Biochemical Oxygen Demand – BOD determination

There is a close relationship between dissolved oxygen and biochemical oxygen demand. BOD is the amount of dissolved oxygen required to break down the organic material of the sample water by aerobic biological organisms at certain temperature over a specific time period. Generally this parameter is determined with the consumption of oxygen by the micro organism during 5 days of incubation at 20⁰C. It is expressed as milligrams/liter or ppm. It is also known as biological oxygen demand. You should remember that BOD is an indicator and not a pollutant.
biochemical oxygen demand

Importance of BOD

BOD is the best and reliable method to determine the level of pollution by the organic waste. Although it has some natural limitation but it is a significant method. It is important method to analysis the sewerage, industrial, effluent and extensive pollutant water. If one liter of sample water consumes 100mg of oxygen to biodegrade of organic matter, then the BOD is 100 ppm. The BOD value of drinking water should have less than 1 ppm. On the other hand the BOD value of raw sewerage runs from 200 ppm to several hundred ppm.

BOD indicates the amount of pollution of water bodies. Lower BOD indicates the water is good quality for aquatic life or little aerobic activity whereas higher BOD indicates the water is highly polluted. When the BOD is higher, then DO becomes lower. All the aquatic animals rely on this dissolved oxygen to live. So the reduction of DO in the water can bring a negative effect on the fish and other aquatic life. When it is drops below a certain level, the aquatic life are unable to continue at a normal rate. Aquatic organisms become stressed, asphyxiate, and may die.

Sources of organic materials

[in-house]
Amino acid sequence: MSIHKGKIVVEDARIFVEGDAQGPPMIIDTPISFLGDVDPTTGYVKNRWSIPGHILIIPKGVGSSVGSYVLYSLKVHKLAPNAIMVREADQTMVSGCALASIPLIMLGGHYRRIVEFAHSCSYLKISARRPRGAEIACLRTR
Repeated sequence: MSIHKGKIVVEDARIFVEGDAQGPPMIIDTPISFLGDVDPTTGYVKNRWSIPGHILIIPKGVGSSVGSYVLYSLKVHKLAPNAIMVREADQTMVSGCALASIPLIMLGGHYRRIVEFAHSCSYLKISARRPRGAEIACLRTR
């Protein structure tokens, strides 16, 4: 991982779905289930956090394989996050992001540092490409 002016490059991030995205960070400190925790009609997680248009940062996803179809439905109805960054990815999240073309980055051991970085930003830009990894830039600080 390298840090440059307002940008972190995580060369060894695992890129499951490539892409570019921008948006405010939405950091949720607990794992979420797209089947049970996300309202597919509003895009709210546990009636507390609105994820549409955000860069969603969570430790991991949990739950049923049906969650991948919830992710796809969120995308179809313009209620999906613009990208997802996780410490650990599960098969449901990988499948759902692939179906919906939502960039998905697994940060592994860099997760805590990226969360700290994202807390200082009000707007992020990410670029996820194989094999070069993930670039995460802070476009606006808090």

Common sources of organic materials are plant decay, leaves, grass clippings, woody debris; animal wastes; wastewater from residential areas, food processing plants, dairy plants, pulp and paper mills, canneries; septic systems leakage; fertilizer runoff and urban storm-water runoff. These organic materials run into water bodies and increases oxygen demand. Dead algae or other organisms are also part of the decomposition cycle. They are responsible for water pollution because they stimulate the growth of micro organisms that can increase the biochemical oxygen demand. All most all natural water contain small amount of organic materials.

Determination of BOD

The most common and popular method for determination of Biochemical Oxygen Demand is Standard Method which is recognized by U.S. EPA and leveled as 5210B. It is not a accurate quantitative test, although it is widely used as an indication of water pollution.

BOD test procedure

  1. At first analyzed and conditioned the water sample to ensure favorable growth conditions for bacteria, which may include adjustment for pH (6.5-7.5), neutralization of residual chlorine, or reduction of DO in supersaturated samples. If there is no or less oxygen in any sample then oxygen is provided to the sample water. To provide oxygen entered air into the water sample with fusion tube up to 5 minutes or the DO level up to 7 ppm.
  2. If BOD is higher than DO, then dilute the sample water with BOD free water (distilled water) to lower the BOD level.
  3. Then added the appropriate amount of seed bacteria. The selection of micro organisms (seed bacteria) is very important and the results are obviously not reproducible.
  4. Determination the initial DO (D1) of one portion of the sample.
  5. Then rest of the dilute sample filled into a 250-300ml incubation bottle. The sample incubates for 5 days in the dark room at 20 °C to prevent DO production via photosynthesis. You can cover the sample bottle completely with aluminum foil.
  6. After the 5 days, the sample is removed from the incubator and the bottles uncork, then take the final dissolved oxygen (D2) reading.
  7. The difference between the first and the last of the samples is called the BOD.

BOD calculation

Calculate the BOD from the DO depletion and volume of sample used following the formula below:
BOD calculation
D1 is the DO of the sample after dilution (ppm).
D2 is the DO of the diluted sample after 5 day incubation (ppm).
B1 is the DO of diluted seed sample after preparation (ppm).
B2 is the DO of diluted seed sample after 5 day incubation (ppm).
f is the ratio of seed volume in dilution solution to seed volume in BOD test on seed.
P is the decimal dilution factor. [For example, if a sample of 100 ml dilute into 500 ml, then P = 100/500 = 0.20].

BOD of some collected sample from different sources:

Sample BOD Remarks
Normal water 0-3 Acceptable
River water 5-20 Polluted
Sewerage water 50-100 Very bad water
Industrial water 150-1000 Worst water

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